The central bank of the United Kingdom left its Base Rate steady at 0.5 percent, as widely expected, with Monetary Policy Committee member Ian McCafferty for the fifth consecutive time since August voting to raise the rate by 25 basis points to avoid inflation from exceeding the target.
The Bank of England (BOE), which has kept its base rate at the current level since March 2009, said the 40 percent drop in oil prices "means that the increase in inflation is now expected to be slightly more gradual in the near term than forecast in the Committee's November Inflation Report projections."
In November the BOE forecast that inflation would slightly exceed its 2.0 percent target in two years and then rise further, reflecting modest excess demand.
The BOE today repeated its view from November that the risk to this projection was "a little to the downside," reflecting global factors.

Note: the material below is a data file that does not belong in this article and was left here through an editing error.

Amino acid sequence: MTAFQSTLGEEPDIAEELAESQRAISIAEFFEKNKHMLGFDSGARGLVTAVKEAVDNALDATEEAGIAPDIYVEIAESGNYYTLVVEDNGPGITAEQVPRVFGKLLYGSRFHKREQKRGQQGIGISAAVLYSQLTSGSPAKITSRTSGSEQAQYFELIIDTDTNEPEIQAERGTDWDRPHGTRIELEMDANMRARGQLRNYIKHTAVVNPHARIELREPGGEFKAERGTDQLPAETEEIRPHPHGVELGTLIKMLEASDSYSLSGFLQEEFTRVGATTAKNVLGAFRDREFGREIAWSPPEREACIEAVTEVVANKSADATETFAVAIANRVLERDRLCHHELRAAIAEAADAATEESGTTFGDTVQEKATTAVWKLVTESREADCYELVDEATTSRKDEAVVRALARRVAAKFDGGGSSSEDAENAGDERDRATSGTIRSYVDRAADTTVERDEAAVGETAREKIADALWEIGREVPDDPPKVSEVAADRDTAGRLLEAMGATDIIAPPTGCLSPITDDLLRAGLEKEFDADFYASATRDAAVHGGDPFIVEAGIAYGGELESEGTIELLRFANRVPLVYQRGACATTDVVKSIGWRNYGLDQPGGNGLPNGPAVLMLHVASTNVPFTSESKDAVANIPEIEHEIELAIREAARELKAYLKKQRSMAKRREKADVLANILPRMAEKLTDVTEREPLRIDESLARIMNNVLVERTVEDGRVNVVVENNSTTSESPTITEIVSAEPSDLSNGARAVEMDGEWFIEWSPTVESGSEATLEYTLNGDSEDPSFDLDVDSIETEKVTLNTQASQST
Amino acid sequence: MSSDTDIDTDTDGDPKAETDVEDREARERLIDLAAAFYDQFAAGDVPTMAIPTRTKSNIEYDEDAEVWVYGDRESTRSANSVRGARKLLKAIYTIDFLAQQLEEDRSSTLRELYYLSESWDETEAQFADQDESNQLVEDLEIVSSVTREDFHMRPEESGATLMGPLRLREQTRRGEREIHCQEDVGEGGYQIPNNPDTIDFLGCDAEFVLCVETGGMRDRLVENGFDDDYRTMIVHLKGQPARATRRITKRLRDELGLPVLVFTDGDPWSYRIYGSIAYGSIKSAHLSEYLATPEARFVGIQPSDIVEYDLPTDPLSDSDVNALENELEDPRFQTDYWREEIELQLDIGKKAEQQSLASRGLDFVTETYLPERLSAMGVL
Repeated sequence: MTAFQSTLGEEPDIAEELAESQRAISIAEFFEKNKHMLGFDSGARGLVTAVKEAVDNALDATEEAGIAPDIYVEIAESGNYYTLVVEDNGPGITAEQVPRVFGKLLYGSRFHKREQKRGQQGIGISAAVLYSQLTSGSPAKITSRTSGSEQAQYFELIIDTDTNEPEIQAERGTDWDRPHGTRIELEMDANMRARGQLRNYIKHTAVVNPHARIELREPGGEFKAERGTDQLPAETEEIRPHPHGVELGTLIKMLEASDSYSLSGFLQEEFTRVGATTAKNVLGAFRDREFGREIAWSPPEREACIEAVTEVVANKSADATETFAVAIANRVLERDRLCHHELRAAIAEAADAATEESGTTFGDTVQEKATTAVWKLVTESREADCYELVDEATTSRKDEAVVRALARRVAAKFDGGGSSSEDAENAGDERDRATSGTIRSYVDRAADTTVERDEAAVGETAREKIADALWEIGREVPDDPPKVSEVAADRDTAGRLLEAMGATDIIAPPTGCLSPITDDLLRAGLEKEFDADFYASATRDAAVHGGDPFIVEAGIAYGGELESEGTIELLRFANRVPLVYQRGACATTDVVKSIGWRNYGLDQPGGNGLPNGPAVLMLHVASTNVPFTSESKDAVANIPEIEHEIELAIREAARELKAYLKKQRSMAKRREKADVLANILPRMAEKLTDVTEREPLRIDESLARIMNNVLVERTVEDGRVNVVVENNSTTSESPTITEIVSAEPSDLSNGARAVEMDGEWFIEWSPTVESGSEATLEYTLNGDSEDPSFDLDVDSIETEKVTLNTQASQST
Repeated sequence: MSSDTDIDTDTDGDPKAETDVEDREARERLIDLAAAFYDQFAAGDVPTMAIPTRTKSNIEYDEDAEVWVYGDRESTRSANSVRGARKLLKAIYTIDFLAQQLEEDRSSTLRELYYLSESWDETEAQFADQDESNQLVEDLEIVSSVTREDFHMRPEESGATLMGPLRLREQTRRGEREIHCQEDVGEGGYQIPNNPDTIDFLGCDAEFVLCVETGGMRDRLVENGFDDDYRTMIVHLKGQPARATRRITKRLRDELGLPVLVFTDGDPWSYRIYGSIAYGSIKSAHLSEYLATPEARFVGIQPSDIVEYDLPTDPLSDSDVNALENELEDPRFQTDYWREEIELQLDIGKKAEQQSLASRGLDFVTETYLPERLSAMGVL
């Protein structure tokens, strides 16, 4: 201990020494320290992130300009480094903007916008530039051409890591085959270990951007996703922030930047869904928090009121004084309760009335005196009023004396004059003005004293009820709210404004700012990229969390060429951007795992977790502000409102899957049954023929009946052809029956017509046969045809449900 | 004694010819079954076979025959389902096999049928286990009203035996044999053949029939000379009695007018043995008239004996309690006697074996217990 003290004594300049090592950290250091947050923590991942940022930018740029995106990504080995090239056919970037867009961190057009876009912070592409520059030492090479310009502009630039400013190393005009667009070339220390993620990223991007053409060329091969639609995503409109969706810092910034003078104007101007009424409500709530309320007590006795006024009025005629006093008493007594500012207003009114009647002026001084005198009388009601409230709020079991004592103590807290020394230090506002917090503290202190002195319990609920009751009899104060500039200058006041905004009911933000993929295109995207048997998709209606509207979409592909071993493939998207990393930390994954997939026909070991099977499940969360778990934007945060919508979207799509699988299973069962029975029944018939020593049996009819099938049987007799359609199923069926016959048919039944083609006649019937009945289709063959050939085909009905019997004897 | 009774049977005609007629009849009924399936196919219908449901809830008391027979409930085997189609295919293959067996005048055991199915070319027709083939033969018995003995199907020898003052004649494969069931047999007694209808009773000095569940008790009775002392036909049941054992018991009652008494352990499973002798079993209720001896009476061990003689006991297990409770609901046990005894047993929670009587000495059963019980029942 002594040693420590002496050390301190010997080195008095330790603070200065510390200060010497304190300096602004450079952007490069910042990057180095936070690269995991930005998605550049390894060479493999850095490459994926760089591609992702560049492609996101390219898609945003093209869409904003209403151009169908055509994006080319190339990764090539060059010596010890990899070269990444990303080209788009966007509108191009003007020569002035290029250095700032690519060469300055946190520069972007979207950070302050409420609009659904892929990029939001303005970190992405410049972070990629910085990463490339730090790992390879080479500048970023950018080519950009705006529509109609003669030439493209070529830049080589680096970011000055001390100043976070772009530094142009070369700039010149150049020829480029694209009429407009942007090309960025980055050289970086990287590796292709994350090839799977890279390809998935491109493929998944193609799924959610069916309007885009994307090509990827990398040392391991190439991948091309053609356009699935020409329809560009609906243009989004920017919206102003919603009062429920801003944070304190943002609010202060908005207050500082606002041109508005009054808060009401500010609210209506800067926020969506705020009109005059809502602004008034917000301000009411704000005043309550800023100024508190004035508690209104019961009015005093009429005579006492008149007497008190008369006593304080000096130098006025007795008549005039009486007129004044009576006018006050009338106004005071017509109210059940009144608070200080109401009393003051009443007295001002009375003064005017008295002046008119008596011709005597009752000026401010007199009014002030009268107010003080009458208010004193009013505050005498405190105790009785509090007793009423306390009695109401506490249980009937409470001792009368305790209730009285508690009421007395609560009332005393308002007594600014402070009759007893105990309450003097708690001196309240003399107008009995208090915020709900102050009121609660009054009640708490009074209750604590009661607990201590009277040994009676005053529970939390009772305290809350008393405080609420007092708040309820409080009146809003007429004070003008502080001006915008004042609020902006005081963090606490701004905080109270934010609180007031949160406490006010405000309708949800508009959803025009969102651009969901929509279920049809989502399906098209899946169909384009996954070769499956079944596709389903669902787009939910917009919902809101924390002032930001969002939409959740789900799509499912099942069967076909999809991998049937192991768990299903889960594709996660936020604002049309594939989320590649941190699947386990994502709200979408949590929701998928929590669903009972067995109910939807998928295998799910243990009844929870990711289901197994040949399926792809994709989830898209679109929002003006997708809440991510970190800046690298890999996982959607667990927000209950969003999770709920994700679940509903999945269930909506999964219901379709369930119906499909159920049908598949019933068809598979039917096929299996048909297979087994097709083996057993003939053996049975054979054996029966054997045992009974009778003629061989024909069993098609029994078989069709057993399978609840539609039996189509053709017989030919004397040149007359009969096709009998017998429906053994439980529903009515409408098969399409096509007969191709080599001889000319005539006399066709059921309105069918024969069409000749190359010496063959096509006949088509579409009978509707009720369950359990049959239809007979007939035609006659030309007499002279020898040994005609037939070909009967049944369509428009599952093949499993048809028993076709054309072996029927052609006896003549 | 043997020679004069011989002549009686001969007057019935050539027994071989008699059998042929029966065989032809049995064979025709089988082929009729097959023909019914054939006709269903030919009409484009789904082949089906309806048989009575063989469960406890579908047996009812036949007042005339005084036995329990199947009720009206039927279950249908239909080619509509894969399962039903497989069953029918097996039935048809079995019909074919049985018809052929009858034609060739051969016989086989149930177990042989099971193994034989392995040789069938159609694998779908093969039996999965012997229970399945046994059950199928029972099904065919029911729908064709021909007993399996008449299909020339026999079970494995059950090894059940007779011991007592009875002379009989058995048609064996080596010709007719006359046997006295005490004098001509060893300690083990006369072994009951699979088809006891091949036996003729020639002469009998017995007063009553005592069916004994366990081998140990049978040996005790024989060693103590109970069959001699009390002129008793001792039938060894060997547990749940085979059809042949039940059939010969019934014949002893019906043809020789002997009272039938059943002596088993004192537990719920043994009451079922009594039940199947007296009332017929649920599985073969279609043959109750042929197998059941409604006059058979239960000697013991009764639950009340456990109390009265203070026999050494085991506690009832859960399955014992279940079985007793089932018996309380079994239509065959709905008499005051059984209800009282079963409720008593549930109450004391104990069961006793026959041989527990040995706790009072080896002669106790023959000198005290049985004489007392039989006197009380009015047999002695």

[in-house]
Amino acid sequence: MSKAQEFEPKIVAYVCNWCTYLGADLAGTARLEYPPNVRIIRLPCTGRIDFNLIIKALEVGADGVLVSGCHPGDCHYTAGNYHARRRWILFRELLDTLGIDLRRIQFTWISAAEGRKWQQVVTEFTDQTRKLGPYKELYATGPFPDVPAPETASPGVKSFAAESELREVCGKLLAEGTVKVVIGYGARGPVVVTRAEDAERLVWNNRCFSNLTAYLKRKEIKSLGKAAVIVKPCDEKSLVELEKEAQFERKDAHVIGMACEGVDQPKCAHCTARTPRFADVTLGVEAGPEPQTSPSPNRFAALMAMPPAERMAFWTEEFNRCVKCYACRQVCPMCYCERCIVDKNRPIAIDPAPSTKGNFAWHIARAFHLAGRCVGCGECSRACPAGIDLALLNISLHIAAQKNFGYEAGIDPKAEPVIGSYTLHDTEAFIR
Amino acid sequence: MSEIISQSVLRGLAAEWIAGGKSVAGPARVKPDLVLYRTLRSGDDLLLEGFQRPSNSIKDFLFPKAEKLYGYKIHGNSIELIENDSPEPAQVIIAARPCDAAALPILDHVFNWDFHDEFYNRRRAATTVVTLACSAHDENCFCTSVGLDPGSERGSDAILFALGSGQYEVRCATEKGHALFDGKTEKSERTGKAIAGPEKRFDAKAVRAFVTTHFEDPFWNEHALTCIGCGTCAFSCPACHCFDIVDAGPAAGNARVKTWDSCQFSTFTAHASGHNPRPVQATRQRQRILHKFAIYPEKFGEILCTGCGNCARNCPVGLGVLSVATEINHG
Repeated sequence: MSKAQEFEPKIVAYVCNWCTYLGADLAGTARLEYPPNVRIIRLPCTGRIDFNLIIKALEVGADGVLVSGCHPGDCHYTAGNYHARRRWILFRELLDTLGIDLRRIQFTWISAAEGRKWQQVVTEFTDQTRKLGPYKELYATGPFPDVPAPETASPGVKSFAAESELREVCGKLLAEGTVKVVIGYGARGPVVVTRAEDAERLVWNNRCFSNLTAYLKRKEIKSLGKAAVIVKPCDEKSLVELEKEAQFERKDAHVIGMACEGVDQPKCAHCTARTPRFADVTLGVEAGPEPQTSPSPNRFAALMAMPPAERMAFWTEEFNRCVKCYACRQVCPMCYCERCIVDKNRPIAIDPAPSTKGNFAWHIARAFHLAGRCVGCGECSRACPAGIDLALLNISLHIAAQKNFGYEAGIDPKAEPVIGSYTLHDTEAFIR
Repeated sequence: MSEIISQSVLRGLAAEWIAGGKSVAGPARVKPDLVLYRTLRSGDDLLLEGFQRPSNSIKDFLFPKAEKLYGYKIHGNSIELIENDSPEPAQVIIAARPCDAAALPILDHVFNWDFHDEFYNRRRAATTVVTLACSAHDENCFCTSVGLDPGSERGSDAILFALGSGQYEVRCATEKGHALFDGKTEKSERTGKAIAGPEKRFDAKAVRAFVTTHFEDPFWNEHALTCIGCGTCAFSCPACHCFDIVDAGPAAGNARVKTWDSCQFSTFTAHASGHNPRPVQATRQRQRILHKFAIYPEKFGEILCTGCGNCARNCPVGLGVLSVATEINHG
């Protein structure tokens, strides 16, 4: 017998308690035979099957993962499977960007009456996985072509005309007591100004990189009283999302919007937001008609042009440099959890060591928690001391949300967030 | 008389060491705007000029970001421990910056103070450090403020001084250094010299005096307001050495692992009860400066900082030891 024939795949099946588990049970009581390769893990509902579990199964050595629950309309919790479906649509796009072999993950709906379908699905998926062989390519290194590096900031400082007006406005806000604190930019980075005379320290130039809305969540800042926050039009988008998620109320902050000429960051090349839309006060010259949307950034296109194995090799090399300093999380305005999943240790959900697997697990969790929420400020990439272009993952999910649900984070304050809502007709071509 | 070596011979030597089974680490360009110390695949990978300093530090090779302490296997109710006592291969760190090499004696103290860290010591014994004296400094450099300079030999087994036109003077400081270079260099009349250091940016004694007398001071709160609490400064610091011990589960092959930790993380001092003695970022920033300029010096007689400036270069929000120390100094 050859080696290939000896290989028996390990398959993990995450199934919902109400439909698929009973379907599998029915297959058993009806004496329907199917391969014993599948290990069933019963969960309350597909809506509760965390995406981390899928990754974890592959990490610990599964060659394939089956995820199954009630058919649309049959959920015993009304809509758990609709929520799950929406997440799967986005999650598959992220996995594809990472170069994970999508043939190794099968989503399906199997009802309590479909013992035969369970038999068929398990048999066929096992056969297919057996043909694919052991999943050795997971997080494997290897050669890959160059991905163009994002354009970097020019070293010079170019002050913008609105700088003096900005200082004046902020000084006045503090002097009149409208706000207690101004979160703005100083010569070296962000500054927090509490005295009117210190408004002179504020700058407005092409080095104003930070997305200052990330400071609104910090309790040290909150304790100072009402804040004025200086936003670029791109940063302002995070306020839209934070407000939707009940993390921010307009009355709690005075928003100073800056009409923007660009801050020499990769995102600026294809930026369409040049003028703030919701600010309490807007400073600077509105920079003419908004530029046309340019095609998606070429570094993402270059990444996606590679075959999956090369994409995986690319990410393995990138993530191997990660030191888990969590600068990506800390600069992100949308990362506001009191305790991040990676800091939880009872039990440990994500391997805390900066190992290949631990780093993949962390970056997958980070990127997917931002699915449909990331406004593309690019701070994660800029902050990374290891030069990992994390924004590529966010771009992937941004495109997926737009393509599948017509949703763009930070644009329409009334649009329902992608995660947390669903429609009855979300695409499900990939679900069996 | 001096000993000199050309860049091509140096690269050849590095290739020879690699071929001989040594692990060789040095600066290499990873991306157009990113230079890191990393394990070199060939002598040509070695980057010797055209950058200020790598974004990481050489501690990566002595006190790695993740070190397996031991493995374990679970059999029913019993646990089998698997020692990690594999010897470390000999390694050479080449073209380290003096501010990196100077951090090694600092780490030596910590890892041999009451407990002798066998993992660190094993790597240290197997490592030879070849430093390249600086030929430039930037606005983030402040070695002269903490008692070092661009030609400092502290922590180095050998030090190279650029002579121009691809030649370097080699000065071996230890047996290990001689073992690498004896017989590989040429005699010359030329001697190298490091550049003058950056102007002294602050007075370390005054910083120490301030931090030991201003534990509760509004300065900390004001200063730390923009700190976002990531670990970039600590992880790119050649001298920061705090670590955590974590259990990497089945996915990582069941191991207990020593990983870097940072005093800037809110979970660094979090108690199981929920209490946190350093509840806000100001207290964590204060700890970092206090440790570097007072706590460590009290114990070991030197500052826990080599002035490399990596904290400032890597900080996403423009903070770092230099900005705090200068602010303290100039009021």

Since November, the BOE said international economic activity had been broadly as expected, with the recent volatility in financial markets underlining the downside risks to global growth.
While the recent fall in oil prices will depress global inflation, the BOE added that this would in time provide a support to consumer spending in the UK and other trading partners.
UK inflation was only 0.1 percent in November, up from minus 0.1 percent in the two preceding months.
The BOE also acknowledged that the near-term outlook for economic activity in the U.K. was "slightly weaker" than it forecast in November and the growth in pay "remains restrained and appears to have dipped slightly in the most recent data."
Last month the UK revised down its third quarter Gross Domestic Product growth to 0.4 percent from an initial estimate of 0.5 percent and second quarter GDP to 0.5 percent from 0.7 percent.
On an annual basis, GDP expanded by 2.1 percent in the third quarter, down from 2.3 percent in the second quarter and 2.5 percent in the first quarter.
After appreciating from April through August last year, the pound has been slipping in recent months as investors dial back their expectations for a BOE rate hike in the wake of the U.S. Federal Reserve's hike in December.
Pound sterling was trading at 0.69 to the U.S. dollar today, down from 0.64 at the start of 2015.
The Bank of England issued the following statement: